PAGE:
Meh - call it what you will as long as you recognize it.
All humans have this desire to explain their presence in the world, but early man had no way of understanding natural processes.
Yeah…we’re SO much smarter than those near-primates like Aristotle, Boethius and Protagoras, what with our Jerry Springer and all…:rolleyes:
Modernity is so myopic.
Hence the seasons being explained through divine action as opposed to planetary rotation. Hence Jesus ascending into heaven (is he still ascending?). The later doctrine was formulated before our knowledge of space.
…yup…because positively no one would have thought that up could keep going, having never looked at the night sky and all.
Religion is just a way of explaining the world. We all try to explain the world.
True enough, but some ways are better than others. And so far, your way is a bit ridiculous. (No offense intended.)
We dont know the authors of the gospels.
Correction, YOU don’t know the authors of the gospels.
As for Paul’s letters, his status as a learned Jew would make him the perfect person to meld Greek thought and Hebrew legends.
Paul knew Greek thought and was well read.
And Peter? John? Luke? Mark? Matthew? The writer to the Hebrews? If Jesus taught one thing to folks, then Paul showed up and started teaching something completely (or even moderately) different…don’t you think someone might have said, “Yeah…Paul’s different,” or perhaps, “Paul completed the work Christ started.”? But, despite the tons of recorded writings from the period you don’t find that.
…Oh, that’s right. We’ve already established that folks at that time were too dumb to know things like the earth is round and stars are far away. How could they possibly know that Paul’s teaching was different than their beloved Master’s, whom they followed for three years and whose teachings they proclaimed to the point of martyrdom (remember Paul’s profession?).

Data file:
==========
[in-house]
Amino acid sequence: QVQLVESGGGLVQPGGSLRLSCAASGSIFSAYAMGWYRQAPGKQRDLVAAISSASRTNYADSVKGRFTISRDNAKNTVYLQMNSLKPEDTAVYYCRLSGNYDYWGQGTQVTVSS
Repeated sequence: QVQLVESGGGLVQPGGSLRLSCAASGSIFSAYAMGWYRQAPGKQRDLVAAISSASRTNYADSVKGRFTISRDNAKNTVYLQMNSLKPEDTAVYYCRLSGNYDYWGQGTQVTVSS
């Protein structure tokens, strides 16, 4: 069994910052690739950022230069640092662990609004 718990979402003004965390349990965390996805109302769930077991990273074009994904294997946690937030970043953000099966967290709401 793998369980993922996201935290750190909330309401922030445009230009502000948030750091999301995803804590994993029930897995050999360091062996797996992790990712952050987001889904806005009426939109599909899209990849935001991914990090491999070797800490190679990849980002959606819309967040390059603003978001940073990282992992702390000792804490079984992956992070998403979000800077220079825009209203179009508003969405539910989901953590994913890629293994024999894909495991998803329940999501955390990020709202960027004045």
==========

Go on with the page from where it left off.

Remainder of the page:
How could we expect people who were willing to be martyred for their beliefs to (1) know what their beliefs were, (2) recognize when another belief set was different, and (3) object when an outsider came in with an entirely new set of beliefs?
Just read Exsurge Domine (you could check papalencyclicals.net , it dates from 1521 or 1520)
A closing line of that encyclical:
[quote=Exsurge Domine]If they really will obey, and certify to us by legal documents that they have obeyed, they will find in us the affection of a father’s love, the opening of the font of the effects of paternal charity, and opening of the font of mercy and clemency.
I don’t see anything in there about burning. Are we reading the same document?
Also, since you’re throwing around theologically technical words like “infallible” and “doctrine”, you must be smart enough to show me where the requirements for an infallible statement are satisfied in the encyclical and perhaps clarify the difference between dogma and doctrine?
Well, I would say they are false.
And I would say you’re wrong.
That still doesn’t address the basis of why they’re false. Using reason and logic you can demonstrate something to be false. Using a “you came to believe X because…” chain of reasoning is fallacious, and cannot show X to be true or false. That’s my point.
It is interesting to note, however, that there are thousands of Churches all that claim to be Christ’s true church. It is also interesting to see how all those Churches got there.
You must not talk with Catholics often. This is a neat argument against Protestants, but doesn’t work so well against Catholics. We’re all about history and tracing succession back to the apostles. You might try a different tact.